We are always oblivious to the future and so we fear change as we only account for that change in the present, not the future. Scientist says that our planet can only support 10 Billion people in total. Kings three hundred years ago said the same about their Kingdoms (at smaller scales).

Singapore, a small chunk of land almost completely filled with buildings still maintains a strong population growth even if their land is limited.

We always have to account for future innovations and assume that, as has happened throughout history, the number of people that we can support will increase.

A good argument against overpopulation is Cholera. A great way to limit the populations in overpopulated cities! But we aren’t going to bring Cholera back because we want to lower the population. We know better. Rather we strive to increase the number of people that can live in our cities. We built vertical buildings to fit more people in less land. Humans are a great species and we adapt to almost any environment when given enough time. Luckily for us, if we cure aging. Time won’t be an issue.

Space, ultimately, is endless in our Universe. Resources are almost unlimited and real estate abundant. Once we have the problems caused by curing aging, the market will see a huge demand and will react almost as quickly as the problem appears.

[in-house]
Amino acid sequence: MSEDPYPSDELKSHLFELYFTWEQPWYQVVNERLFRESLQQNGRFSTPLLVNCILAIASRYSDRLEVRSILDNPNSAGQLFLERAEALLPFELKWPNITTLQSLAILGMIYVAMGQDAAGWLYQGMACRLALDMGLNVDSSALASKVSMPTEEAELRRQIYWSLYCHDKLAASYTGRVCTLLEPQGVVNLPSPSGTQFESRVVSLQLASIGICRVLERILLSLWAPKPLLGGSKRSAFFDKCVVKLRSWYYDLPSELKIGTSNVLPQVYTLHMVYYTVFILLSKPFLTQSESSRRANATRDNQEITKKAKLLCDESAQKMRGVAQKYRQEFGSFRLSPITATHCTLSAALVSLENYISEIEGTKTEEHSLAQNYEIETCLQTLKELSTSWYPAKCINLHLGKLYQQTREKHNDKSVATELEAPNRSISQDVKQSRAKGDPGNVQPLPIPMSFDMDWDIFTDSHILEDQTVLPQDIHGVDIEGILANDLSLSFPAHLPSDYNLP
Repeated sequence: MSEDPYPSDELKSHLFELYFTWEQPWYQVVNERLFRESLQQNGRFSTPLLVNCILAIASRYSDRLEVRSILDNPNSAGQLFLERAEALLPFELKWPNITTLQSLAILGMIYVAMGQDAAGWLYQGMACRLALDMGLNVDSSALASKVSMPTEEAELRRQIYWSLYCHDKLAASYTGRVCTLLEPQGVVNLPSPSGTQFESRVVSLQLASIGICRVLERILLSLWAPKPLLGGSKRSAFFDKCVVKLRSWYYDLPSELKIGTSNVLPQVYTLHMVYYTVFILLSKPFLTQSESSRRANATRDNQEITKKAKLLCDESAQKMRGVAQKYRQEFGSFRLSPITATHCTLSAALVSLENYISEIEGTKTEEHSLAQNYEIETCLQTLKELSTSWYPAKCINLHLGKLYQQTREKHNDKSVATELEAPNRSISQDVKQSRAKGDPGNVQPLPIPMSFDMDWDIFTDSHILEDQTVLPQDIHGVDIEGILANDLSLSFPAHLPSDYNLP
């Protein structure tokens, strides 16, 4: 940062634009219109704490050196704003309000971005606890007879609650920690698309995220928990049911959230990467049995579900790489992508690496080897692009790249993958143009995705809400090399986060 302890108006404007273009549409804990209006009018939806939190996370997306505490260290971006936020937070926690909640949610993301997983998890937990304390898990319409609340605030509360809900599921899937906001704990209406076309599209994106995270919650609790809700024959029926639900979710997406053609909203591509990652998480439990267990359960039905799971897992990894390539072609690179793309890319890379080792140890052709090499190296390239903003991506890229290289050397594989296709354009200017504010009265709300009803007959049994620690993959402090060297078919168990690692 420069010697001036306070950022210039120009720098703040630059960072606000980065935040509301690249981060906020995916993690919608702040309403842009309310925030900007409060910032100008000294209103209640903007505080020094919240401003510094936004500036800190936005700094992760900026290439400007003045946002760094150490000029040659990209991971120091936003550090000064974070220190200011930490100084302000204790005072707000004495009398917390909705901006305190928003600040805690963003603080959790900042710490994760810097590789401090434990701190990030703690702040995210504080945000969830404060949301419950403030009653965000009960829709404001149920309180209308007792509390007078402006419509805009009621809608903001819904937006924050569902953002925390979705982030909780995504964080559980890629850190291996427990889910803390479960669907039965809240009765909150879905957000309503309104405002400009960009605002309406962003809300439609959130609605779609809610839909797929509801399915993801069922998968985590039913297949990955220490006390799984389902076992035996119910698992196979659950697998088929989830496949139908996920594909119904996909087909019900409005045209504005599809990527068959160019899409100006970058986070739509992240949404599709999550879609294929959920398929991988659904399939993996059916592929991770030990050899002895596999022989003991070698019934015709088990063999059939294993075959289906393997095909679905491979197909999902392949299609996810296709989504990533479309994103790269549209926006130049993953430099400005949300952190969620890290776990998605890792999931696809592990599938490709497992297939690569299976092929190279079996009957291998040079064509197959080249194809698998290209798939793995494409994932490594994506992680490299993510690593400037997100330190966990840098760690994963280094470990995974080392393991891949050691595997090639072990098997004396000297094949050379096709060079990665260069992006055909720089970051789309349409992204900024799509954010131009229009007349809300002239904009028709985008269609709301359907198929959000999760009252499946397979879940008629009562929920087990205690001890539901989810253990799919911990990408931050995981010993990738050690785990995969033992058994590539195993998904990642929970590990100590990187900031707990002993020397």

Elon Musk is ahead of a full generation and can possibly provide us with a new planet to work with. No guarantee that he will, but a guarantee that someone else will. Realistically, an increase so drastic in population will speed up the process of space colonization exponentially and the human race will be able to innovate on a scale never seen before.

It feels very primal for us to treat aging the way we treat it. The benefits far outweigh the negatives that come with it.

The greatest argument against curing aging is that it is “not possible” and therefore a futile argument. And I do not disagree that it is not possible today. But if we pool our resources toward the creation of an aging cure we can achieve such a reality in our lifespan.

Let me propose you a scenario, how would you feel, if you were the last person to die before humans achieve the goal of curing aging?  To be the one that falls of the chasm and never live again while everyone else lives forever?

The lost generation. Never to be brought back?

Those that died will be dead.


To be left, as the last generation scares the living shit out of me. And it should scare everyone. We can’t cure death or bring people back alive, at least not in the near future. But we can create, a society that is not plagued by aging. That can live for as long as it desires.

Well not as long as we desire, 8% of deaths are unnatural which can pull our total lifespan up to 1000 years. But that is without accounting the medical advancements that can lower that mortality rate in the future.

The beauty of curing aging vs. curing death is that we still have a choice. We aren’t obligated to live 1,000 years or even 200 years. One can leave when he wants, not when the reaper tells him to.

Have I made my case?


Peter S.